- The Labour Court ordered Makgothi Thobakgale to appear before it on Friday.
- He faces charges of contempt of court.
- The correctional services department failed to reinstate the suspended KZN regional commissioner, despite two judgements to that effect.
The Labour Court ordered newly-appointed acting prisons boss, Makgothi Thobakgale, to appear before it on Friday morning.
He is instructed to make representations as to why the court should not find him guilty of being in contempt for failing to implement its findings that suspended KwaZulu-Natal regional commissioner, Mnikelwa Nxele, be reinstated.
In the court order, dated 8 October 2021, issued by Acting Judge Narini Hiralall, and seen by News24, Thobakgale, who is the second respondent, is ordered to appear before "the Labour Court on the 15th day of October 2021 at 10:00 or soon thereafter to show cause why he should not be found guilty of contempt of court for failing to comply with the judgment and court order of 10 March 2020… and certified arbitration ward of 26 April 2021" in relation to Nxele's reinstatement.
The court also gave Thobakgale until 12 October to submit a written affidavit to stipulate why the correctional services department had failed to adhere to the court's order.
In the absence of providing an explanation to the satisfaction of the court, or should he fail to appear in court, despite being properly served, Thobakgale was warned he would be found guilty of contempt and "may be incarcerated for such a period as the court deems appropriate" or he may be fined.
Justice and Correctional Services Minister Ronald Lamola is cited as the first respondent.
Nxele was placed on precautionary suspension in March 2020 and the suspension was later extended on 6 October 2020 after a report from the Special Investigating Unit (SIU) implicated him as being involved in a series of procurement irregularities.
He, however, sought legal advice and challenged the suspension.
The Labour Court judgment, dated 10 March 2020, and a certified arbitration award by advocate Kevin Perumal, dated 26 April 2021, declared the suspension invalid and unlawful.
The correctional services department's application for leave to appeal against the judgment was dismissed, with costs, which entitled Nxele to return to work.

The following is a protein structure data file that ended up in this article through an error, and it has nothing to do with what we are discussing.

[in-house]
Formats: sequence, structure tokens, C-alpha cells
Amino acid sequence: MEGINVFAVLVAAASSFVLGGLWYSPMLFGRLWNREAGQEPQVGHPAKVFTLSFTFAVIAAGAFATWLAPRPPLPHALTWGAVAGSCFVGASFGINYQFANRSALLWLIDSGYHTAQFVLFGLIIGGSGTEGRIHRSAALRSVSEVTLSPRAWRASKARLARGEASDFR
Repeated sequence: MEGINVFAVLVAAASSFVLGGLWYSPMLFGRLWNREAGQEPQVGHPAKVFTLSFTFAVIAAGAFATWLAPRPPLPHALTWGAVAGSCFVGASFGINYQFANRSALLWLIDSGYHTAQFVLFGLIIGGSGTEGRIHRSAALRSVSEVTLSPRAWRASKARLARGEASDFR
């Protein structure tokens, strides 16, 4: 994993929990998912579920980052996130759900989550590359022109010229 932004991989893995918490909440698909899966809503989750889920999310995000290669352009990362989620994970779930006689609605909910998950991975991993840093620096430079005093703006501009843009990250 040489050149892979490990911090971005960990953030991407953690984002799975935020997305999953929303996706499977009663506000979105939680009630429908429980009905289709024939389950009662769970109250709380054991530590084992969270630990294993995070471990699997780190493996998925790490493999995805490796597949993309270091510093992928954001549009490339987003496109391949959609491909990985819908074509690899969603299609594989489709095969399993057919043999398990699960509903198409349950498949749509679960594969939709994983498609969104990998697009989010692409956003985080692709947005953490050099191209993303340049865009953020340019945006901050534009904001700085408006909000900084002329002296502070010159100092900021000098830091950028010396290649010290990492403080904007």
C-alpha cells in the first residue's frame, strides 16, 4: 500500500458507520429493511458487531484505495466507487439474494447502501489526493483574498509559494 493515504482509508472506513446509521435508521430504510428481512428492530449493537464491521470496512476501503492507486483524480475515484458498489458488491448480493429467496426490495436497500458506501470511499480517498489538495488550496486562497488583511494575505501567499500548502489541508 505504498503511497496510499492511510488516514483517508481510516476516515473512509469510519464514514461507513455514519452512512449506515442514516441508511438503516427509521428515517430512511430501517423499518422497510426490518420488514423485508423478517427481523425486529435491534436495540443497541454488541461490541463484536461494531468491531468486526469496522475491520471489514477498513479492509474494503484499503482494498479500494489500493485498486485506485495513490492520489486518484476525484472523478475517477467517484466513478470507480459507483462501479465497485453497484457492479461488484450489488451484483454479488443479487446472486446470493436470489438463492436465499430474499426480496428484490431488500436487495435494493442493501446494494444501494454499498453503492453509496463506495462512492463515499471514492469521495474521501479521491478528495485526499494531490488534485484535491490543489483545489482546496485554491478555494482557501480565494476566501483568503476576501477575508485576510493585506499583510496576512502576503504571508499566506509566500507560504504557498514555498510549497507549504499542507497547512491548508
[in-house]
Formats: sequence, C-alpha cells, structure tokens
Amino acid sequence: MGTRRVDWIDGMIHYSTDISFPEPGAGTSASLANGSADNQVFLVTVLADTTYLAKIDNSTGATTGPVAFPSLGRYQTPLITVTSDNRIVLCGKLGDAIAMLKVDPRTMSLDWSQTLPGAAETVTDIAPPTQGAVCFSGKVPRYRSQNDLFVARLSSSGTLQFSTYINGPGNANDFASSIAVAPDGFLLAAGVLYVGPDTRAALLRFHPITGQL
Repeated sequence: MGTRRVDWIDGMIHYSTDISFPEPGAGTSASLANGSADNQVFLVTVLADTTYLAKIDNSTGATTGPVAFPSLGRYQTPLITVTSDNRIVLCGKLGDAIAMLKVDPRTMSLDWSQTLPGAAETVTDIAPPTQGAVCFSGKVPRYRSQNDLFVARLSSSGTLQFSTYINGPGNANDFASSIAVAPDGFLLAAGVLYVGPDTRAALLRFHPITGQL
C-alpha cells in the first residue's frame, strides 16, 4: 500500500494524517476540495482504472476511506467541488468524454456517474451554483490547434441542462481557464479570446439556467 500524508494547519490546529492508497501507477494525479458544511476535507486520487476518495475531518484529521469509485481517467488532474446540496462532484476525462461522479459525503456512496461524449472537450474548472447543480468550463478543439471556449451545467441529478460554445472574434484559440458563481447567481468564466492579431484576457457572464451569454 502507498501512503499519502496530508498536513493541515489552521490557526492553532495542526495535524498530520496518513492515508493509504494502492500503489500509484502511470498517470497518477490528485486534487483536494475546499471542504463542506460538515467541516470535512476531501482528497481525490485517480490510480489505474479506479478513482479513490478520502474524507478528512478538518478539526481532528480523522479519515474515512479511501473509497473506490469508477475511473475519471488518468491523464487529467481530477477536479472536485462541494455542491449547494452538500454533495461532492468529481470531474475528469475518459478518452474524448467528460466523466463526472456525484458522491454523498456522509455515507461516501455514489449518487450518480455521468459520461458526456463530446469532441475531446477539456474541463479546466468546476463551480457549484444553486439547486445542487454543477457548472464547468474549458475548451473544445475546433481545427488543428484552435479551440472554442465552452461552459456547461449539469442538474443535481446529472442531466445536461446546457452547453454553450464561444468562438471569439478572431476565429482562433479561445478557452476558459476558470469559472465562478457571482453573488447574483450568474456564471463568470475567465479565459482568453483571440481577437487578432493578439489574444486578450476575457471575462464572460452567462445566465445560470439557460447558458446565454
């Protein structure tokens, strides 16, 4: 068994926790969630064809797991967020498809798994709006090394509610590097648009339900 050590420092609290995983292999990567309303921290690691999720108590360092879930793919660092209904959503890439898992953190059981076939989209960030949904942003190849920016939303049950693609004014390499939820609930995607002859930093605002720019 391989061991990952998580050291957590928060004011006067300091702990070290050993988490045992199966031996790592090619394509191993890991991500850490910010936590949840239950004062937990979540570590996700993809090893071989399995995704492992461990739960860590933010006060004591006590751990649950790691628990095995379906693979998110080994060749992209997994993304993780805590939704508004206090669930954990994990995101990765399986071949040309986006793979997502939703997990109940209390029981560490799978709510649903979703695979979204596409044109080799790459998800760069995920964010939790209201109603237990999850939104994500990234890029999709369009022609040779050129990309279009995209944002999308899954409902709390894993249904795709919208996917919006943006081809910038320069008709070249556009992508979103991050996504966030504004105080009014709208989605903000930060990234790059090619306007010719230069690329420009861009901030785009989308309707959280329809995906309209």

He could not do so, however, because the department successfully petitioned the Labour Appeal Court to appeal against the judgment.
However, News24 understands the department's appeal has lapsed because it failed to lodge the appeal timeously, and also failed to file the appeal record within 60 days of the granting of the petition.
Adding to the automatic lapsing of the appeal, the department also effectively abandoned the appeal due to its failure to file its heads of argument as directed by the Labour Appeal Court. The lapsing and/or abandonment of the department's appeal renders the Labour Court judgment binding.
On 26 April 2021, Perumal issued an arbitration award, in which he found the suspension imposed on Nxele to constitute an unfair labour practice, and ordered the department that he return to work by no later than 3 May 2021.
The department was also ordered to pay Nxele the equivalent of three months' salary as a solatium for the impairment of his dignity as well as to pay his legal costs.
On 3 May 2021, the department instituted a review application and the Labour Court in Johannesburg issued an order staying the execution of the arbitration award, and interdicted Nxele from reporting for duty pending the finalisation of the review application.
Nxele's application to rescind the stay and interdict orders was unsuccessful, but the department again failed to file the arbitration record within 60 days. It has now brought an application to reinstate the review application.
Nxele's legal team, however, believed that until this application is decided by the Labour Court in favour of the department, there is no pending review application.
Consequently, his legal team also believe that "the stay and interdict orders issued on 5 May 2021 on the basis of a pending review application fall away given that the review application no longer exists" - and their client ought then to be reinstated until the application to reinstate the review application is heard.
Nxele was not willing to respond to News24 inquiries.
He said he "preferred that the matter plays itself out in the court of law rather than in the media".
Attempts to get a response from Thobakgale through the department's spokesperson, Singabakho Nxumalo, proved unfruitful as the latter had not yet responded to queries by the time of publishing.